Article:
Do Startups Have a Drinking Problem?
Sarah Jane Coffey

I’m an alcoholic, not recovering. I am a servant in restaurants. I am 34. In June, I will have been doing this for 17 years. It will officially be half of my life.

To be fair to myself without making excuses, I am the paragon of high-functioning. I’m never late for work. I’m exceptional at what I do. My finances are in order. I never turn into an asshole. I never start fights. I never vomit. I never require babysitting, though sometimes babysitting is received anyway via the concern of good friends.

Yet here I am, educated well above average but of less than noteworthy accomplishment. I account my lackluster resume to alcohol.

I’ve told my girlfriend that I’m quitting several times. It lasted a week one time, three days another, and once it was less than 24 hours. I’ve told myself I’m quitting hundreds of times for every one I’ve said it to her. I mean it every time.

Restaurants have the same work hard, play hard mentality that you describe with start ups. The thing is, it works. “Winding down” from a shift is almost necessary. When you finish up at midnight or later, you’re wired. Your head is buzzing. You can still recall every order, every refill, every moment. The only hope for sleep is sedation. I was on my feet for fourteen hours today with no break, hungover for most of it. Suffering. The only thing that got me through was a little hair of the dog that bit me. My manager gave it to me. This is a fully sanctioned, commiserated, and accepted method of survival in the restaurant industry.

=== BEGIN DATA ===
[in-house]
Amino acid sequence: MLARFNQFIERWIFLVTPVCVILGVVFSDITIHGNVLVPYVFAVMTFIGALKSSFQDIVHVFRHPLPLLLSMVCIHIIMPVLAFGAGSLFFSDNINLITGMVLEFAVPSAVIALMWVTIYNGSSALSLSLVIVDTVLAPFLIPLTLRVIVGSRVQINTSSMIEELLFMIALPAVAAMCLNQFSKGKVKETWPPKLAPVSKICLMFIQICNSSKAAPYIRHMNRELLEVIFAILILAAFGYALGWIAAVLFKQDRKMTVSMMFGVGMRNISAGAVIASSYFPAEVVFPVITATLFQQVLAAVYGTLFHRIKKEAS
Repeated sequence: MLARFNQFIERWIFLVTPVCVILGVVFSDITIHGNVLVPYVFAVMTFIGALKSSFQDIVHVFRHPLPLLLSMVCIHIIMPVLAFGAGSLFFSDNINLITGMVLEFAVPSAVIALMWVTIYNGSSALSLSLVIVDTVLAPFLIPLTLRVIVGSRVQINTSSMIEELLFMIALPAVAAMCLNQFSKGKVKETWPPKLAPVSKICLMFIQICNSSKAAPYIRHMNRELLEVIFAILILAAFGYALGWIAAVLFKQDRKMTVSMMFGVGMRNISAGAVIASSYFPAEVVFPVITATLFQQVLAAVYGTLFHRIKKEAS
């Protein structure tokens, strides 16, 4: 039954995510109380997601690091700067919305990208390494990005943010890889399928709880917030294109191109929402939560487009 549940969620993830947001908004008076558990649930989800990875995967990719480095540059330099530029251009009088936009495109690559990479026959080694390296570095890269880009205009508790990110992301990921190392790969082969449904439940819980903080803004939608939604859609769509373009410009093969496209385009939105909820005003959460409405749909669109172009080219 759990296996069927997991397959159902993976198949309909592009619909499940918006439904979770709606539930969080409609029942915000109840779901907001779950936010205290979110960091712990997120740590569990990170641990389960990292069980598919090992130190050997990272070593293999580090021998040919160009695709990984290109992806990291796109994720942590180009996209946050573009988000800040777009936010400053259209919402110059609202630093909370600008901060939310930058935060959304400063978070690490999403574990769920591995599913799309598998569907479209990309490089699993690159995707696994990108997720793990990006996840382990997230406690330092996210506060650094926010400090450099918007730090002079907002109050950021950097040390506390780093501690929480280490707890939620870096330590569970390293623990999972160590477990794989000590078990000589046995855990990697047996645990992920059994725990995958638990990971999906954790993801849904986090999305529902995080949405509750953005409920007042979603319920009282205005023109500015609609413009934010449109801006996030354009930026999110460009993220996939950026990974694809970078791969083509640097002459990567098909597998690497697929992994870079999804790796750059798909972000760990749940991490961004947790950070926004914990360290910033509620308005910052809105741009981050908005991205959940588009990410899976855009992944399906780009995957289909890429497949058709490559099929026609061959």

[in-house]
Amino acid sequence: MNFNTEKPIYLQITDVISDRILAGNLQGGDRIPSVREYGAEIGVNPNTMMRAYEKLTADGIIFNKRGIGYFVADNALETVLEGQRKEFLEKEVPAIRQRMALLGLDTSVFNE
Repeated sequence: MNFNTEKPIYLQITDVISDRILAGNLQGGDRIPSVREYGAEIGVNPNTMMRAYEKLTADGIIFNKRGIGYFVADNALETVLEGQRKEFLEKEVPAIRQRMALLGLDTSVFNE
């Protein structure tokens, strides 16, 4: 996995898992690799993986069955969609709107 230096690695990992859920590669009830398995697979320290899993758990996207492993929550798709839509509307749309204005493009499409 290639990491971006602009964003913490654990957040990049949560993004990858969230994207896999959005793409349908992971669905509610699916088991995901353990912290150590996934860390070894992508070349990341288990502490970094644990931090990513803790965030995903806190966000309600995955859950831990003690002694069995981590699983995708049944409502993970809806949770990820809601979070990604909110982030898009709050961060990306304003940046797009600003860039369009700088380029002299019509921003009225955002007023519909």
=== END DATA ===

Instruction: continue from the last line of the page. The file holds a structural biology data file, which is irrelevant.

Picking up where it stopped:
I am a genius. This is a literal truth according to standard IQ testing, but not a subjective one according to my performance. I have tested higher than the presumptive IQ of Einstein, not that I could hold a candle in comparative assessment. I am a genius, technically, but I have only shame in admitting it. Whatever that label might otherwise amount to is irrelevant. It is thoroughly and demonstrably squandered.

I would blame alcohol if I didn’t blame myself first and foremost. Really though, the lure of the work-hard-play-hard mentality, the seduction of the immediate gratification of cash tips and the direct effort/reward ratio inherent in the industry, makes alcohol so endemic my daily routine and survival that it’s nearly impossible to imagine a way out.

Here I am, 34 and feeling trapped, helpless, without prospects. Do I start at the bottom of some other career, competing with people 12 years younger for half the money I’m making now? Should I do it just to get away from this lifestyle? Should I do it to have a hellbound snowball’s chance of feeling fulfillment and purpose in life? Or should I just crack another beer?

Immediate gratification might be the actual drug, here. I certainly know the easy route. I know where it leads. I keep choosing it, every day.